[pulseaudio-discuss] Latency/lag with tcp tunnel

Sean Greenslade sean at seangreenslade.com
Sat Jan 30 05:23:43 UTC 2021

On Fri, Jan 29, 2021 at 08:16:15AM -0600, Matt Garman wrote:
> Hi Matt and Sean, thank you so much for your help!  I was planning to
> try removing the Kali, but Sean's email pushed me to try it sooner
> than later.  I did just that last night, and now the lag is all but
> gone.  Using paplay directly on the RPI results in *immediate*
> playback, as soon as I hit enter (before there was a very noticeable
> delay).  VIdeos are once again watchable (using my PC for the monitor
> and as a pulseaudio client to the RPI server).  There's still a very
> tiny latency that is perceptible in some cases - but this is the same
> as what I experienced with the RPI 4 and different DAC/amp combo.
> This I can live with, though I might try to further tweak a bit to see
> if it can be completely eliminated.

Glad you were able to solve your issue! For small video sync issues, I
would look to your video player's settings. For example, smplayer has an
"autosync" feature that inspects the reported delay from the pulse chain
and tweaks the A/V sync to compensate. There's also a coarse sync adjust
with the +/- buttons (in 100 ms increments). I'm sure other video
players have similar features.

> A few somewhat off-topic comments below...
> <SNIP>
> I think it is true that, for 44.1khz sample rates (and its multiples),
> indeed the RPI cannot exactly generate that clock, as it's master
> clock is not an integer multiple of that (looks like 19.2 MHz for RPI3
> and earlier, 54.0 MHz for RPI4).

This digs into some pretty deep details of microprocessor clocking, but
it does not need to be an exact integer multiple.

The Pi's clocking system uses something called a PLL, or Phase-Locked
Loop, to generate higher-speed clocks than the input reference clock.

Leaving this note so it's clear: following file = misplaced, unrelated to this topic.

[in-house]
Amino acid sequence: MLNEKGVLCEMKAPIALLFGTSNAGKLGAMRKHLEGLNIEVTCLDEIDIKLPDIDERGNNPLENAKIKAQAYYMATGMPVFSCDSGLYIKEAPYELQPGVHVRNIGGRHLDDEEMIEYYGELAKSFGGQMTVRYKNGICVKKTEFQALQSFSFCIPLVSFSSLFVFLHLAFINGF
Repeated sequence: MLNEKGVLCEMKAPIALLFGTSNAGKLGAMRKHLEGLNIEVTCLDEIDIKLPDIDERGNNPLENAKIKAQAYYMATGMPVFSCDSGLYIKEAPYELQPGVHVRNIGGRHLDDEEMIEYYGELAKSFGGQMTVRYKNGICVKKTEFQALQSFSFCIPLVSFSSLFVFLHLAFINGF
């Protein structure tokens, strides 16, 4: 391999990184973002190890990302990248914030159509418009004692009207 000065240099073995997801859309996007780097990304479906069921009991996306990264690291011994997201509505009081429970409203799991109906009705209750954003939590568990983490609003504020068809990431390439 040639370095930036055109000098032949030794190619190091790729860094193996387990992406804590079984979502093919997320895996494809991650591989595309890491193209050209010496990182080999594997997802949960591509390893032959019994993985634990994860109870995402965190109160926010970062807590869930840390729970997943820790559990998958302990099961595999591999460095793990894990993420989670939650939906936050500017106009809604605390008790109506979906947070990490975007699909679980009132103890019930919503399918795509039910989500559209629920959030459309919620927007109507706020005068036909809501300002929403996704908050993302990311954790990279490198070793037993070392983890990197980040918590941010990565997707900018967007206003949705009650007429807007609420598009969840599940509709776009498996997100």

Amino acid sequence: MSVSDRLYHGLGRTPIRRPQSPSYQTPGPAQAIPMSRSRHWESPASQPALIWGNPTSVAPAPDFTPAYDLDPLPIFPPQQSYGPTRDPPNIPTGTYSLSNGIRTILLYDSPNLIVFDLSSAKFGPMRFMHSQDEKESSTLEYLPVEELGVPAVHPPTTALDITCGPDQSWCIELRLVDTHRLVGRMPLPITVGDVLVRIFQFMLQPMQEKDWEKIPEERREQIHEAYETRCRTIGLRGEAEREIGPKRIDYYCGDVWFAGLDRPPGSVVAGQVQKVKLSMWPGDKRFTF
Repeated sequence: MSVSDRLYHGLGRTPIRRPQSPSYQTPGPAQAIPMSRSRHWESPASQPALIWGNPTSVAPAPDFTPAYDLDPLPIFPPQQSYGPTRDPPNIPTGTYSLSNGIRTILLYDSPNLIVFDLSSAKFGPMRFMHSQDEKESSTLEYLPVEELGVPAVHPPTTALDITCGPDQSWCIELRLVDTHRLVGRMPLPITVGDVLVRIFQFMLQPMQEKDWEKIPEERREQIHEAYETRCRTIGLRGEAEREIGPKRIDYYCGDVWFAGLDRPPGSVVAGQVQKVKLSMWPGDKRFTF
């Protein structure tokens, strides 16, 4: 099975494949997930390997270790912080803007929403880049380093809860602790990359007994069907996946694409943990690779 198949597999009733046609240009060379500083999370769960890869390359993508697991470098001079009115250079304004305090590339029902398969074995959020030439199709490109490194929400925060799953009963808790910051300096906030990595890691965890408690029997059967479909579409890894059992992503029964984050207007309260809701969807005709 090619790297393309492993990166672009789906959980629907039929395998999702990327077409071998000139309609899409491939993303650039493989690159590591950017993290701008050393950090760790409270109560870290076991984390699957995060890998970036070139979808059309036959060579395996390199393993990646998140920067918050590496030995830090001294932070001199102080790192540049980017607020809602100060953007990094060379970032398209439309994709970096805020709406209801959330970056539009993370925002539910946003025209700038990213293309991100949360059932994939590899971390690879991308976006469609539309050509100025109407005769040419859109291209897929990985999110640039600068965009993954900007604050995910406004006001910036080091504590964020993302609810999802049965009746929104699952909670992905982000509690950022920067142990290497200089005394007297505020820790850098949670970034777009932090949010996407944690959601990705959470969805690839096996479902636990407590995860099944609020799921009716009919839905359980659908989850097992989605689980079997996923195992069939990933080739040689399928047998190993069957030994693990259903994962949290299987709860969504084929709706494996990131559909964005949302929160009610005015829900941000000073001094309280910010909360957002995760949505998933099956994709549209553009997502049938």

Think of it as an integer multiplier; you give it 19.2 MHz, then it can
give you 2*19.2, or 3*19.2, or 43*19.2 (up to some maximum limit that
the hardware is capable of). Once you have your faster clock, it is
passed to an integer divider to get to the final clock speed you want.
This divider can be set to any integer value, thus you have a
"fractional" PLL. In this case, you want 2.8224 MHz from 19.2 MHz. Using
some least common multiple math, we get a multiplier of 147 and a
divider of 1000. 19.2 MHz * 147 = 2.8224 GHz / 1000 = 2.8224 MHz exactly.

Now, 2.8 GHz is pretty fast, so it may be the case that the Pi's PLLs
can't get to that speed. Without the full datasheet for the chip (which
Broadcom has refused to publically publish), I can't say for sure if the PLL
would tolerate a clock that fast. I did find an article [0] on
raspberrypi.org that mentions a PLL max of 3.2 GHz, so it may be OK.

Now, there may be any number of other reasons why the Pi specifically
can't do this (the most likely being that the PLLs and clock domains are
shared among a number of peripherals, so their frequencies may be fixed
or restricted), but I wanted to point out why the non-integer division
factor is not fundamentally a problem. 

> However, whether or not that makes a difference is dependent on the
> downstream component's ability to adapt.

And even if the clock is using an imperfect multiple, that generally
won't cause actual problems. If your 44.1 kHz audio is being fed out to
the DAC at 44.05 kHz, your audio will simply be reproduced a tiny bit
slower and lower-pitched than the original. You probably wouldn't even
notice it. Hell, TV broadcasts of 24 fps movies in PAL regions will
often times just play it back at 25 fps (though I would imagine anyone
with perfect pitch would be rather annoyed by this).


[0]: https://hackspace.raspberrypi.org/articles/ultimate-overclocking

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